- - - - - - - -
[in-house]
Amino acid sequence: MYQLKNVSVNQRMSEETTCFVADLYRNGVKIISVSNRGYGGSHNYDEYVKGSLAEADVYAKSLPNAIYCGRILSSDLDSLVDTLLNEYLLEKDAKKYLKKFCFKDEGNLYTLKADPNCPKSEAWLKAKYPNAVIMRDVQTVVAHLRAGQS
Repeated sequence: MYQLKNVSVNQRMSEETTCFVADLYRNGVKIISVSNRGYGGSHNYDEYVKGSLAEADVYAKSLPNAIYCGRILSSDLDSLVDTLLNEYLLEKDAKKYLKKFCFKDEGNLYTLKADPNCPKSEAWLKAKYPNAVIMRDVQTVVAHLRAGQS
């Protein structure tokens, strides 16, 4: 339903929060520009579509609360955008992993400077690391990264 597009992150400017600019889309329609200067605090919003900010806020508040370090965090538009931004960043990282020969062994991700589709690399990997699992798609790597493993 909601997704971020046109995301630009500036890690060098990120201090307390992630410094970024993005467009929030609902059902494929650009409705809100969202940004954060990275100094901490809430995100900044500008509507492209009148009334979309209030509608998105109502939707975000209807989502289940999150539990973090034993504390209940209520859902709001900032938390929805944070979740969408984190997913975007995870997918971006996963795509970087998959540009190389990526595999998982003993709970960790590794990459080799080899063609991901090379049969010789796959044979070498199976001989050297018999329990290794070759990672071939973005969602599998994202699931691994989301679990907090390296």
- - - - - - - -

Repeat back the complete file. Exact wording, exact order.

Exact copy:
[in-house]
Amino acid sequence: MYQLKNVSVNQRMSEETTCFVADLYRNGVKIISVSNRGYGGSHNYDEYVKGSLAEADVYAKSLPNAIYCGRILSSDLDSLVDTLLNEYLLEKDAKKYLKKFCFKDEGNLYTLKADPNCPKSEAWLKAKYPNAVIMRDVQTVVAHLRAGQS
Repeated sequence: MYQLKNVSVNQRMSEETTCFVADLYRNGVKIISVSNRGYGGSHNYDEYVKGSLAEADVYAKSLPNAIYCGRILSSDLDSLVDTLLNEYLLEKDAKKYLKKFCFKDEGNLYTLKADPNCPKSEAWLKAKYPNAVIMRDVQTVVAHLRAGQS
């Protein structure tokens, strides 16, 4: 339903929060520009579509609360955008992993400077690391990264 597009992150400017600019889309329609200067605090919003900010806020508040370090965090538009931004960043990282020969062994991700589709690399990997699992798609790597493993 909601997704971020046109995301630009500036890690060098990120201090307390992630410094970024993005467009929030609902059902494929650009409705809100969202940004954060990275100094901490809430995100900044500008509507492209009148009334979309209030509608998105109502939707975000209807989502289940999150539990973090034993504390209940209520859902709001900032938390929805944070979740969408984190997913975007995870997918971006996963795509970087998959540009190389990526595999998982003993709970960790590794990459080799080899063609991901090379049969010789796959044979070498199976001989050297018999329990290794070759990672071939973005969602599998994202699931691994989301679990907090390296």